How to Network & Build a Lasting Career in Entertainment: Part 2

How to Network & Build a Lasting Career in Entertainment: Part 2

How to Network & Build a Lasting Career in Entertainment: Part 2

Brad Rushing
Brad Rushing
a year ago

My very good friend, composer and sound designer / mixer Scott Szabo said there are three kinds of work: Art, Craft and Rent. He's absolutely right. Art is the stuff you are proud to have your name on, and you showcase on a website or reel, promoting shamelessly on social media! Craft might, or might not, be something to hold out as an example, but it will call upon your advanced skills and challenge you. Rent ... well, you show up, do a great job, make the client happy, cash the check and get on with your life.

I'd never want to help bring a message into the world which I felt was harmful (don't call me for cigarette commercials, folks), or that was contrary to my values. But I have done plenty of things which weren't something I'd ever care to watch. It's not glamorous, or sexy, but it pays the rent .. and you might just meet someone who turns out to be very important in the long term scheme of things.

Saying "yes" and showing up don't mean agreeing to unsafe or uncomfortable work conditions. But it does mean staying engaged. Keep busy. Stay in motion. Go outside your comfort zone. Often times during protracted slow spells I reach out to friends to see who I can support by helping them with a pet project, like a spec, a sizzle or a short. This can also apply to my most talented, ambitious and hard working mentees. You get what you give.

There's already overlap with the "kind and generous" part. See how that works?

Literally between me typing out Part 1 of this series and starting Part 2, a terrific mentee of mine called to relay a commercial job offer. I never support folks with the intent I should be owed anything, nor with the expectation of personally benefitting. But if you are investing in the right kind of people, with values and energy which match your own, karma will balance things out.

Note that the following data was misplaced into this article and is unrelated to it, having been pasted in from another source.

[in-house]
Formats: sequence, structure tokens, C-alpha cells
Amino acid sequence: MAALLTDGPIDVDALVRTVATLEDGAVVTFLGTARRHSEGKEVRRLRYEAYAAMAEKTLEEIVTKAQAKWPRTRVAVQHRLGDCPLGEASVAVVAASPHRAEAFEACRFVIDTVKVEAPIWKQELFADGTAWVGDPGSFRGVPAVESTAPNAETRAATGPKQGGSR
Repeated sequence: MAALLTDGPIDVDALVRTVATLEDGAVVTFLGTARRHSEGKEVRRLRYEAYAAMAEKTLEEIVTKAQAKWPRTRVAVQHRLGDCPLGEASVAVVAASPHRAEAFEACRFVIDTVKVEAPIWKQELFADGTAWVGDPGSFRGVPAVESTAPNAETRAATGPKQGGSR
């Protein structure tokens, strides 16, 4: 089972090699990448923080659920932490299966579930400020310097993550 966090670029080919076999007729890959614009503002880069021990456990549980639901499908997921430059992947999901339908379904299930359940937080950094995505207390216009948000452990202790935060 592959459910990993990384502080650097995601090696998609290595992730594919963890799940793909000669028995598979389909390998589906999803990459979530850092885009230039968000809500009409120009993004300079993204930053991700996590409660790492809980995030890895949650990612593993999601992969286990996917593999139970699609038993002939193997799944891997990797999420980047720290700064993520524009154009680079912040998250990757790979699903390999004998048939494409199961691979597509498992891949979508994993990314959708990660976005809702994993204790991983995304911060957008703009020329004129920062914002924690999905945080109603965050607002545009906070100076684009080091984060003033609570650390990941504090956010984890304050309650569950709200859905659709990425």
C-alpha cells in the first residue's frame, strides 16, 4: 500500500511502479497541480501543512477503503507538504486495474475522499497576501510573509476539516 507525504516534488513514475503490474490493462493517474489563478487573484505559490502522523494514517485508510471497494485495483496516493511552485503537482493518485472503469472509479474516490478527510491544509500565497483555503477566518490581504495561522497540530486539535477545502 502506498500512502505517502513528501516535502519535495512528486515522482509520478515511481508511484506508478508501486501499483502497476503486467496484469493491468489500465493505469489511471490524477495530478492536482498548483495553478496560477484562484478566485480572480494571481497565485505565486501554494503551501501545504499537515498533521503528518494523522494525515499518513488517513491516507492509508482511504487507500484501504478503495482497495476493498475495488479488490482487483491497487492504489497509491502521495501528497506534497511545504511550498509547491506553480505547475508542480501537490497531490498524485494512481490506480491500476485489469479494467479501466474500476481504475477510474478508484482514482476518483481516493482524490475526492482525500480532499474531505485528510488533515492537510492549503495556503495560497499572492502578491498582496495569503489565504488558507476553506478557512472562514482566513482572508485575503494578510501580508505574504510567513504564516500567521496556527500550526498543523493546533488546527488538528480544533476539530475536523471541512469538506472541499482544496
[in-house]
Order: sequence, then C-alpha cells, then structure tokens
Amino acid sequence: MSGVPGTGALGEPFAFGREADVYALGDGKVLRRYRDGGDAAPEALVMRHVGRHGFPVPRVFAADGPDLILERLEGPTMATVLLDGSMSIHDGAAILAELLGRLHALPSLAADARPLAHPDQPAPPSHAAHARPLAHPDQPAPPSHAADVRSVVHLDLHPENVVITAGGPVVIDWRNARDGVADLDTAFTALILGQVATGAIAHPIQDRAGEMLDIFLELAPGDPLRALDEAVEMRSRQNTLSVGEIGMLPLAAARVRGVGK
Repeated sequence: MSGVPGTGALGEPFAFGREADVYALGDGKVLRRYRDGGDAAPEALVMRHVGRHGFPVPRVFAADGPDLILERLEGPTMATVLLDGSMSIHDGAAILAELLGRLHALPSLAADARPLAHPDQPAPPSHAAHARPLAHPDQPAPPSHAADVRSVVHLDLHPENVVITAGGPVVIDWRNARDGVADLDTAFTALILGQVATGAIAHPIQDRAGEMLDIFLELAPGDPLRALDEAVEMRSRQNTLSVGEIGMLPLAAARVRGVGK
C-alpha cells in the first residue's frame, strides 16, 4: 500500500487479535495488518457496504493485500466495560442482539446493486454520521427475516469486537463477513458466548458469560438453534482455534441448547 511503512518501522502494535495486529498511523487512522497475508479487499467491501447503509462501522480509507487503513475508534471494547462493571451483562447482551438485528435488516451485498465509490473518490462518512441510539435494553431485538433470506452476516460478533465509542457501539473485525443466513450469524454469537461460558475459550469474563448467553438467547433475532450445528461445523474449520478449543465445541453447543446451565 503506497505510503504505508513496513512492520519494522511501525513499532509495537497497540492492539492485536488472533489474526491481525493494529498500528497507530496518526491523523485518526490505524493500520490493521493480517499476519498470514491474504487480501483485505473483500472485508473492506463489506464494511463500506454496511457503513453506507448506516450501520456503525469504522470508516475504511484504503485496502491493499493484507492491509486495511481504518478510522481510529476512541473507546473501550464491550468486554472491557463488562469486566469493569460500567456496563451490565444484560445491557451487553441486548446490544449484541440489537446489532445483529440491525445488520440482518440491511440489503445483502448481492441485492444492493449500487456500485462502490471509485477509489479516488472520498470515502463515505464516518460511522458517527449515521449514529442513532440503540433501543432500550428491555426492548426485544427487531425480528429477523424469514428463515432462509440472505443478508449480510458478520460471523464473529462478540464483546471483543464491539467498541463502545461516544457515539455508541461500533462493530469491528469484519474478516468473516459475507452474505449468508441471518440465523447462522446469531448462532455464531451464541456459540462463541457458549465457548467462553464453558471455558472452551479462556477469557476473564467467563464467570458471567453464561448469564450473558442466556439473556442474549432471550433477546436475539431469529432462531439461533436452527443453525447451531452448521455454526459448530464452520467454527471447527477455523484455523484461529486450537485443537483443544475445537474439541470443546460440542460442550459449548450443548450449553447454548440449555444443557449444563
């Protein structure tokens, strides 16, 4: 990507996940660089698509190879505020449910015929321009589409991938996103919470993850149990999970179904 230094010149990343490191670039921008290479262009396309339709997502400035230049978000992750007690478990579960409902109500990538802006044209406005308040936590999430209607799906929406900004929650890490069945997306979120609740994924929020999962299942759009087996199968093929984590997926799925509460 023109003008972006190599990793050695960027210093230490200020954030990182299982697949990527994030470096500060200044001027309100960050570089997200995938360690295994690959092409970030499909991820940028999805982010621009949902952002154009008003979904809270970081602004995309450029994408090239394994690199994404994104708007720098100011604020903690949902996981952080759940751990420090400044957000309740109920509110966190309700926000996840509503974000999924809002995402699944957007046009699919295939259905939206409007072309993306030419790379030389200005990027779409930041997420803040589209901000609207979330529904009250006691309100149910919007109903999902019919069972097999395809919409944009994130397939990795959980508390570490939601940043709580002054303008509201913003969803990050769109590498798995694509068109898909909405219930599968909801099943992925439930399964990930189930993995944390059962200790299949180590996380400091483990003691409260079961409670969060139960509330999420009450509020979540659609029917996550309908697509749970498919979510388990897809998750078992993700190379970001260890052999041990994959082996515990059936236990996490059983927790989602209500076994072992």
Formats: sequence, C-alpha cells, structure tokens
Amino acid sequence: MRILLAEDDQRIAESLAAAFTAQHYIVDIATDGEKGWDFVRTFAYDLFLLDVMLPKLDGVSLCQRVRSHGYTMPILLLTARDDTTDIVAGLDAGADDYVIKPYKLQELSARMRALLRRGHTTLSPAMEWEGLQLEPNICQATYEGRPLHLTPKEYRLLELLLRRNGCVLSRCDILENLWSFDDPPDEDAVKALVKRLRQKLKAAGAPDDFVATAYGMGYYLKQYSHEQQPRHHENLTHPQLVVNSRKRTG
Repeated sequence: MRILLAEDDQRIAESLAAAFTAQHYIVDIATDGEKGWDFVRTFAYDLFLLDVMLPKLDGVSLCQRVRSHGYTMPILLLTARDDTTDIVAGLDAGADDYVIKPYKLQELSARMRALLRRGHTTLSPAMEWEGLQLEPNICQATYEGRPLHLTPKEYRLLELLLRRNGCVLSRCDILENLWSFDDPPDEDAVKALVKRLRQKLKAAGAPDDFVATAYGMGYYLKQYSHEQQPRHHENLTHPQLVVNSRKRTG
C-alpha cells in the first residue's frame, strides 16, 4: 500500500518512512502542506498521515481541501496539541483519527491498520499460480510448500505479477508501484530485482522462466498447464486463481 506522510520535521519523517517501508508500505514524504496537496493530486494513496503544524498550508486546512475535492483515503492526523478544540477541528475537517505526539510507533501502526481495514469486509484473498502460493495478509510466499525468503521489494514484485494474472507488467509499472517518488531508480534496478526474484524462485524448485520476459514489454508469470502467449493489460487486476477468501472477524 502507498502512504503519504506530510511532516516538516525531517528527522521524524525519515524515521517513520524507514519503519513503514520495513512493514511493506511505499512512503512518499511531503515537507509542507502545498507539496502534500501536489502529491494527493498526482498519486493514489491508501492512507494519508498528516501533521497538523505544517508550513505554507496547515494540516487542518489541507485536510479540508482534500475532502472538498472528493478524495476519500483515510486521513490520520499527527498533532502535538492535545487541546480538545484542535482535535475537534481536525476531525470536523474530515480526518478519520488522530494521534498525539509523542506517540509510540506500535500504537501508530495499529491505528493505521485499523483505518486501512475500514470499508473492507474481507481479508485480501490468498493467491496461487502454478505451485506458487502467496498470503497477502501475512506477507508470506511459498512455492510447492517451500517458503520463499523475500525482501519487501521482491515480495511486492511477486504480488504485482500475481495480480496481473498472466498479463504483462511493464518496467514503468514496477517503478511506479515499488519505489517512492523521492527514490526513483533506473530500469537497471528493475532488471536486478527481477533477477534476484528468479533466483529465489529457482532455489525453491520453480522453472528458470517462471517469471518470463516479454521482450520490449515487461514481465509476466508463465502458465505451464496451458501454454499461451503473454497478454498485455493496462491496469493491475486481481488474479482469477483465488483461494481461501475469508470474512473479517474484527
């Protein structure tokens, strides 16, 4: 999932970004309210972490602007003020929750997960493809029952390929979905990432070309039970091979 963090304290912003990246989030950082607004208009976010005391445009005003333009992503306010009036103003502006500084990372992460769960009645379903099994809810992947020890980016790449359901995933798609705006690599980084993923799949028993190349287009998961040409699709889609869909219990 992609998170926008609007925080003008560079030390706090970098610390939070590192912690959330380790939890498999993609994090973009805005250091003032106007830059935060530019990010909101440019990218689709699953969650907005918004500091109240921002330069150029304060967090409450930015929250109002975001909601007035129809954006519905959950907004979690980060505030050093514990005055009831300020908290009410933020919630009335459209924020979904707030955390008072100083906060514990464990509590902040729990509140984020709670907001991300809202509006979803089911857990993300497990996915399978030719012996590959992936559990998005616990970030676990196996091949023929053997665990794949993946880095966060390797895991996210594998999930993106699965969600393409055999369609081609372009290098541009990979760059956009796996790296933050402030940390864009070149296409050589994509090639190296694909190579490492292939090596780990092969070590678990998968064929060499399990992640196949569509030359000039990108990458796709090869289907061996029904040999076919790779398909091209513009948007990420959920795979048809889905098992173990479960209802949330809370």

Remember my buddy Noel? I kept that relationship alive for 5 years with no return in terms of career. In fact I had written that hope off and just enjoyed his company, which is what I should have done from the beginning.

If I had been cynical or greedy, I would probably have forgotten him, and moved on. Then the thread starting with the WWII movie and leading to all of those wonderful people and opportunities, including the #1 movie on Netflix worldwide holiday 2020 would have never come my way.

How to Network  Build a Lasting Career in Entertainment Part 2

Behind the Scenes of Moby Music Video Shoot

The logical part of me craves a formula which would be simple to apply and would reliably predict outcomes. That same part gives a Mr. Spock side-eye to words like "karma" and the idea that trusting energy and equilibrium to keep me afloat holds any true value at all.

But I know people who are more successful than me who apply this exact mode in their relationship with work.

It's a scary place for me: faith of any kind. I prefer empirical evidence. But I am learning, as we all do, that what I "know" is relative and I certainly do not know it all, nor ever will.

The final piece of this puzzle is promotion.

So many creative people, including myself, are not accustomed to self promotion. It feels impolite, immodest, boastful and arrogant. We are artists and in a perfect world that art will speak for itself, while we humbly retire in the shadows, gratified that our expressions are valued and appreciated.

Well... in our capitalist, modern society that is also a fever dream. Remember all those "popular kids" in school? Homecoming kings and queens, "Most popular" and "Most likely to succeed"? Yep. Those are the folks at the controls, guarding the gates and running the machines of commerce. They don't love or get your art any more now than they did when you won that ribbon in the art contest in 7th grade. (Belated congrats, by the way)

It all comes down to value. What value can you bring in terms of moving the needle for the other person? Even a fellow artist, like a creative producer or a director, while they may appreciate your creativity, that is not their paramount criteria in evaluating if you are right for the job. Will the client, studio or artist be impressed? Will hiring you make them look good to the people who hire them? Is your work on-brand? Is it hot and "edgy" (I hate that nebulous word)? Do you have sexy name recognition? ("Oh, that's the person who shot so and so ... !").